- QA Engineer (2012-2016)
- Software Engineer (2016-2019)
- Software Engineer In Test (2020)
- Senior Software Engineer in Test (2020-2023)
I’m not sure what it says about job titles in general, or maybe only in software development. I’m doing pretty much the same thing all the time. Developing an end-to-end testing framework.
In 2013 I joined the newly formed Release Engineering team. I have a lot of nice memories from those years. The only thing I didn’t like were deployments. Both train and backport. But, I have learned a lot from those.
In 2019 I joined the newly formed Quality and Test Engineering team. Because of COVID, I’m yet to meet most of the people from the team in person.
In retrospect, apparently I have a thing for newly formed teams.
Oh man, were there events. I sometimes describe working here as just enough travel. Well, before the pandemic. All travel stopped then.
Some of the cities and countries I have visited for conferences or offsites are:
- Utrecht and Amsterdam, Netherlands, 2012
- Amsterdam, Netherlands, 2013
- Annecy and Lyon, France, 2015
- Mexico City, Mexico, 2015
- Esino Lario, Italy, 2016
- Washington, D.C., USA, 2016
- Vienna, Austria, 2017
- Barcelona, Spain, 2018
- Long Beach, California, USA, 2019
- Chicago, Illinois, USA, 2019
- Prague, Czechia, 2019
- Atlanta, Georgia, USA, 2019
- (Long break because of COVID-19.)
- Athens, Greece, 2023
I like internships. I was a mentor several times. Most of them happened during COVID-19. I guess I had time for mentoring since I was not traveling.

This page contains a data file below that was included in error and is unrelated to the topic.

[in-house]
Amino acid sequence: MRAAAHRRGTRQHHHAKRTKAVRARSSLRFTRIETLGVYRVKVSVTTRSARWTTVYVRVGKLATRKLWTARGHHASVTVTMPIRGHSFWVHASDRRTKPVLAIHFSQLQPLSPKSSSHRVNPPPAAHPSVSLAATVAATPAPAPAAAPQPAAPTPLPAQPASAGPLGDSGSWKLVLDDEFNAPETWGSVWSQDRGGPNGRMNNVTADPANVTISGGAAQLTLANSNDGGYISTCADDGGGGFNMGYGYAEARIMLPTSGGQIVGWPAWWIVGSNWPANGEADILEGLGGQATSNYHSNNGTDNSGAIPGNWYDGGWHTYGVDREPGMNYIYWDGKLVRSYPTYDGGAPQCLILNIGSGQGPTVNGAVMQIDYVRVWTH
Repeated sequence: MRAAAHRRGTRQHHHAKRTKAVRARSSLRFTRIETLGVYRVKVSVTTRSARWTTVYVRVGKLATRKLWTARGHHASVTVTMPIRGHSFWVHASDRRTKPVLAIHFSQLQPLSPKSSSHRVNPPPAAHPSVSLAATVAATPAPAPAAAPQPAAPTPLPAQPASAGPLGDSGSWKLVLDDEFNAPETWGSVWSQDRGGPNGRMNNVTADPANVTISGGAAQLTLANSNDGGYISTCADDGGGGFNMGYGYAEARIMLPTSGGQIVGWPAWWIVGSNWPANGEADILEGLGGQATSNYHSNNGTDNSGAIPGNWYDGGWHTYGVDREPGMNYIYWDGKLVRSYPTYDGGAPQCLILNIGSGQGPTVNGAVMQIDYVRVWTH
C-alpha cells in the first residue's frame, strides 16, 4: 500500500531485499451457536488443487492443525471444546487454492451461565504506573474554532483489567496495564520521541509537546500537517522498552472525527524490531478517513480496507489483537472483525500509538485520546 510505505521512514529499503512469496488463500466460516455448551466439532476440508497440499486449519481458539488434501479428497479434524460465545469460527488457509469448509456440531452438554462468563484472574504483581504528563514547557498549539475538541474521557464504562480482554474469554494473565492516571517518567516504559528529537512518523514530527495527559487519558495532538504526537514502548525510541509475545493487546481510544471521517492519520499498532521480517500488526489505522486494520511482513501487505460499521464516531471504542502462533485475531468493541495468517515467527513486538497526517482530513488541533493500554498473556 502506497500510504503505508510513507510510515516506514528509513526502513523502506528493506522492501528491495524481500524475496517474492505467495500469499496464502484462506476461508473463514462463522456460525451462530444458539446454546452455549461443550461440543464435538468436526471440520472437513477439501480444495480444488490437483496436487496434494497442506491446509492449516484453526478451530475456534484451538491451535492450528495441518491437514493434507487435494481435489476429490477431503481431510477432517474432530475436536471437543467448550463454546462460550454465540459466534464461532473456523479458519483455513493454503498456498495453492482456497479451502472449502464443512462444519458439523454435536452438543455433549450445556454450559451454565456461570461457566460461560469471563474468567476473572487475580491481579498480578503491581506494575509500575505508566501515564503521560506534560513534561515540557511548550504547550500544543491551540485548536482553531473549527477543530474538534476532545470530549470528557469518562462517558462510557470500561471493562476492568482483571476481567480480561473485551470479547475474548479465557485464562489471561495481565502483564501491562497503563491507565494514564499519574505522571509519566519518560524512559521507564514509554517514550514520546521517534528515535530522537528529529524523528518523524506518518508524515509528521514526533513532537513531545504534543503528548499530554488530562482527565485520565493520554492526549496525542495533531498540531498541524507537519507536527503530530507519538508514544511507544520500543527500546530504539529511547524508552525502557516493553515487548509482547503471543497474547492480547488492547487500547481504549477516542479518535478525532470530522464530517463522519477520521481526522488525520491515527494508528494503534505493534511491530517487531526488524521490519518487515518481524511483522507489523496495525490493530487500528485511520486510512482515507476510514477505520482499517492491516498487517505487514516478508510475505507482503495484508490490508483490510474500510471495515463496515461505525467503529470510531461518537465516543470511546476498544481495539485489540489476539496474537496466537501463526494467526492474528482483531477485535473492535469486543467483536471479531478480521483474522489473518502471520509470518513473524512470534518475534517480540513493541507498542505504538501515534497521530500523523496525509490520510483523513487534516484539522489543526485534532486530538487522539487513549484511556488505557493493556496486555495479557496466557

- In 2013 I was a mentor for the Outreach Program for Women internship. The internship was later renamed to Outreachy.
- In 2013 I was a mentor for Google Code In.
- In 2014 I was a mentor for the Google Summer of Code.
- In 2020 I was a mentor for the Google Summer of Code (reports: 1, 2).
- In 2020-2021 I was a mentor for the Outreachy internship (reports: 1, 2).
- In 2021 I was a mentor for the Google Summer of Code.
- In 2021-2022 I was a mentor for the Outreachy internship.
Over the last decade, I’ve been involved in several smaller projects. I’ll highlight a few of them.
- Blog Post Writing Club T263660 (2010-now)
- Book Club T247665 (2020-now)
- MediaWiki-Docker documentation T256239 (2020-now)
- Pairing T300290 (2022-2023)
- Watercooler meeting
Gerrit is a code hosting and code review tool.
- The first commit I have pushed is 29808 in the now archived qa/browsertests repository.
- If I get it right, I have created about 2200 commits in Gerrit. About 1850 of them are merged (about 84%).
- I might be totally wrong, but it looks like the first bug I have opened in Bugzilla was T43561 (search). (All bugs from Bugzilla are now moved to Phabricator.)
- Looks like I have opened 1002 bugs/tasks since then (search). 886 are closed. (About 88%. More closed tasks than merged commits. Interesting. 🤔).
A big thank you to Tyler Cipriani for great advice on how to make this post better.tags: wikimedia - years